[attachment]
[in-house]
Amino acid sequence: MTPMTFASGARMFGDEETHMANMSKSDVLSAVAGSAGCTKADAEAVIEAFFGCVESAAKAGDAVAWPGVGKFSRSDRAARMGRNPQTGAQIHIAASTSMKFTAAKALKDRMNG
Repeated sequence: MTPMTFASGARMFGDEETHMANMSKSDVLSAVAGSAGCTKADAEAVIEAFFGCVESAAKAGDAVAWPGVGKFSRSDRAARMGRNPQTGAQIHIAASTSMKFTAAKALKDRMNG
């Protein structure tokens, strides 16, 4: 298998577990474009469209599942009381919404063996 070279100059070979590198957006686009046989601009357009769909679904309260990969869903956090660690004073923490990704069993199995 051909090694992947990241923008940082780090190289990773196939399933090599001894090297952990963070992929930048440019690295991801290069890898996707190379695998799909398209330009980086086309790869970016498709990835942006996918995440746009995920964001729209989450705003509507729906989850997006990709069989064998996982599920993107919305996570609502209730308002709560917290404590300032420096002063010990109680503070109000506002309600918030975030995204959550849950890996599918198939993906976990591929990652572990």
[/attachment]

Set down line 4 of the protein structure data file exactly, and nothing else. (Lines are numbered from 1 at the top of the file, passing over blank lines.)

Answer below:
């Protein structure tokens, strides 16, 4: 298998577990474009469209599942009381919404063996 070279100059070979590198957006686009046989601009357009769909679904309260990969869903956090660690004073923490990704069993199995 051909090694992947990241923008940082780090190289990773196939399933090599001894090297952990963070992929930048440019690295991801290069890898996707190379695998799909398209330009980086086309790869970016498709990835942006996918995440746009995920964001729209989450705003509507729906989850997006990709069989064998996982599920993107919305996570609502209730308002709560917290404590300032420096002063010990109680503070109000506002309600918030975030995204959550849950890996599918198939993906976990591929990652572990």